You're being nominated for a pivotal seat; it would likely be the deciding vote on fundamental issues. So during your time in the White House when you were staff secretary, some people regard it as kind of a monitor monitoring things going in and going out.

But I think it's much more. And you yourself have said that that's the period of my greatest growth, and so we try to look at it and the only way we can look at it is to understand the documents and it's very, very difficult.

I don't want to take too much time, but we -- we've heard a lot of noise. Behind the noise is really a very sincere belief that it is so important to keep in this country which is multi-ethnic, multi- religious, multi-economic, a court that really serves the people and serves this great democracy.

And that's my worry. That's my worry. So I look forward to your statement and answering the questions.

Thank you, Mr. Chairman.

GRASSLEY: Senator Hatch for 10 minutes.

HATCH: Well thank you, Mr. Chairman. I'd first like to thank you for your tremendous work in organizing this hearing. This has been the most thorough Supreme Court confirmation process that I've ever -- ever participated in.

We've received more than twice as many documents for Judge Kavanaugh as for any Supreme Court nominee in history. This is a -- this is a big deal. We have tens of thousands of pages of Judge Kavanaugh's opinions, speeches and other writings. This has been an exhaustive process and I want to thank you for your leadership on it.

Now, to our witness, Judge Kavanaugh, it's good to see you. Known you for a long time. This is my 15th and final Supreme Court confirmation hearing. I participated in the confirmation of every current justice on the court. I've participated in the confirmation of over half of all federal judges now serving in the federal system or who have ever served in the federal system.

I know a good nominee when I see one, and you are a great nominee -- I don't think there's any question about it. I've known you for a long time; I remember when you first came before this committee back in 2004 for your first confirmation hearing. I was the chairman of this committee at the time. I got to know you well. I was impressed by your intellect, your legal ability and your integrity -- all of which were very much notable. At only 39 years of age, you knew more about the law than most lawyers who have practiced for a lifetime. And you have been an outstanding judge.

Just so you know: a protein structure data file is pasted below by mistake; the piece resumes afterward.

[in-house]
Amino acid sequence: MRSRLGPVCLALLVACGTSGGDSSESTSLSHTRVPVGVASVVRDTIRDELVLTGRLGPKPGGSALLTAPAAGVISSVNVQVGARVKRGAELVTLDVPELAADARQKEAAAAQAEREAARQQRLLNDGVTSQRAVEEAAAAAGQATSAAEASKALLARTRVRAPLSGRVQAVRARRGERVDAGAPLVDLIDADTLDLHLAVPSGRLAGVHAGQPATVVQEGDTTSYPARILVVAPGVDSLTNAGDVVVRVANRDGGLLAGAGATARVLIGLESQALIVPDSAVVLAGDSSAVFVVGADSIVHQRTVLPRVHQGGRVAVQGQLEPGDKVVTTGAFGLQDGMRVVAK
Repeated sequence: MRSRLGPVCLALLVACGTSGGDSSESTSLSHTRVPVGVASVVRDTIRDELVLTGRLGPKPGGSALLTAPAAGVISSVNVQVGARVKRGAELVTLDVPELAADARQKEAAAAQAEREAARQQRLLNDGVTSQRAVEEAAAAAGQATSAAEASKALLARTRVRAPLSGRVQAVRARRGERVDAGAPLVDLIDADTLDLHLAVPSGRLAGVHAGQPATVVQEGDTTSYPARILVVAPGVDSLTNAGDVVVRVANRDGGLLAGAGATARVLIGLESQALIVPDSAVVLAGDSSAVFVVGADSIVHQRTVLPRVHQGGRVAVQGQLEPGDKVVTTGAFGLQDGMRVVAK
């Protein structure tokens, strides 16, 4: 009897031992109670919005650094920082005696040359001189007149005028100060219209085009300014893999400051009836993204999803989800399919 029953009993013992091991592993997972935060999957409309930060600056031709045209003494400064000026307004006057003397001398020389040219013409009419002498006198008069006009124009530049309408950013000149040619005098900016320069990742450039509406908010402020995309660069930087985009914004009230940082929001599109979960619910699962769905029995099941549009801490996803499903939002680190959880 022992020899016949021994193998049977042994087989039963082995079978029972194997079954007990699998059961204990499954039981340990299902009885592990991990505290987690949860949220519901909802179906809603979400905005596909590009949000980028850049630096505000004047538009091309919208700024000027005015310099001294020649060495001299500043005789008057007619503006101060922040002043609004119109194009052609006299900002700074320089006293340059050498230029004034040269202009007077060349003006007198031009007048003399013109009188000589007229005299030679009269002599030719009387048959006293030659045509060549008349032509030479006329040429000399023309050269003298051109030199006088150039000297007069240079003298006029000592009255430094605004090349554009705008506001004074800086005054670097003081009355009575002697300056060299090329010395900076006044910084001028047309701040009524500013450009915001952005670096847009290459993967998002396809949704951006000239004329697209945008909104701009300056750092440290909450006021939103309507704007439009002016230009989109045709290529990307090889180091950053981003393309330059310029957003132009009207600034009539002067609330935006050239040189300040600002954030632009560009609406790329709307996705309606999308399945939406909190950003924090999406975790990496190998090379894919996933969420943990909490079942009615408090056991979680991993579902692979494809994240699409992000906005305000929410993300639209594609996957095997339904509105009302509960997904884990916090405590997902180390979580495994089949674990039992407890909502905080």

[11:10:00] You have earned the -- the -- the respect of your colleagues. And you've earned the respect of the Supreme Court as well. As you know, the Supreme Court has adopted the positions in your opinions no less than 13 times.

That's -- that's something nobody can really argue against. You've authored landmark opinions on the separation of powers, administrative law and national security. You served as a mentor to dozens of clerks and hundreds of law students, male and female.

Your student -- some of whom did not share your philosophy -- your student reviews are off the charts favorable, even by those who may not have completely agreed with your philosophical approaches on some matters.

You volunteer in your community.

(UNKNOWN): With all due respect...

(CROSSTALK) HATCH: Mr. Chairman, I ask for order.

GRASSLEY: Yes, just go ahead.

HATCH: OK, you volunteer in the community, you coach youth basketball, you're the sort of person many of us would like to have as a friend and a colleague. You also apparently like to -- like to eat pasta with ketchup. But nobody's perfect.

Now this being politics and this being...


HATCH: ... this being a Supreme Court confirmation hearing, my Democratic colleagues actually...


HATCH: I've got to admit, that's -- this is...


HATCH: ... my Democratic colleagues can admit that you're actually a good judge and a good person as well. They have -- they have to turn the volume up to 11 and try to paint you as one of the four horseman of the apocalypse. Anyone who actually knows you knows that's ridiculous. And the American people will see soon enough that you are a smart, decent, normal person that just so happens to have been nominated to the highest court in our land.

So here are the facts. Judge Kavanaugh is one of the most distinguished judges -- Mr. Chairman, I think we ought to have this -- this loud mouth removed.


HATCH: I mean we don't -- we shouldn't have to put up with this kind of stuff.

PROTESTER: (OFF-MIKE) we need health care.

HATCH: I hope she's not a law student.

GRASSLEY: I -- now that we have quiet, I'd like to explain that I advised, year -- two years ago that at my hearings, I expected the police to do their job and I expect the committee to go on. But if you don't want to continue...

HATCH: No, I'm going to continue.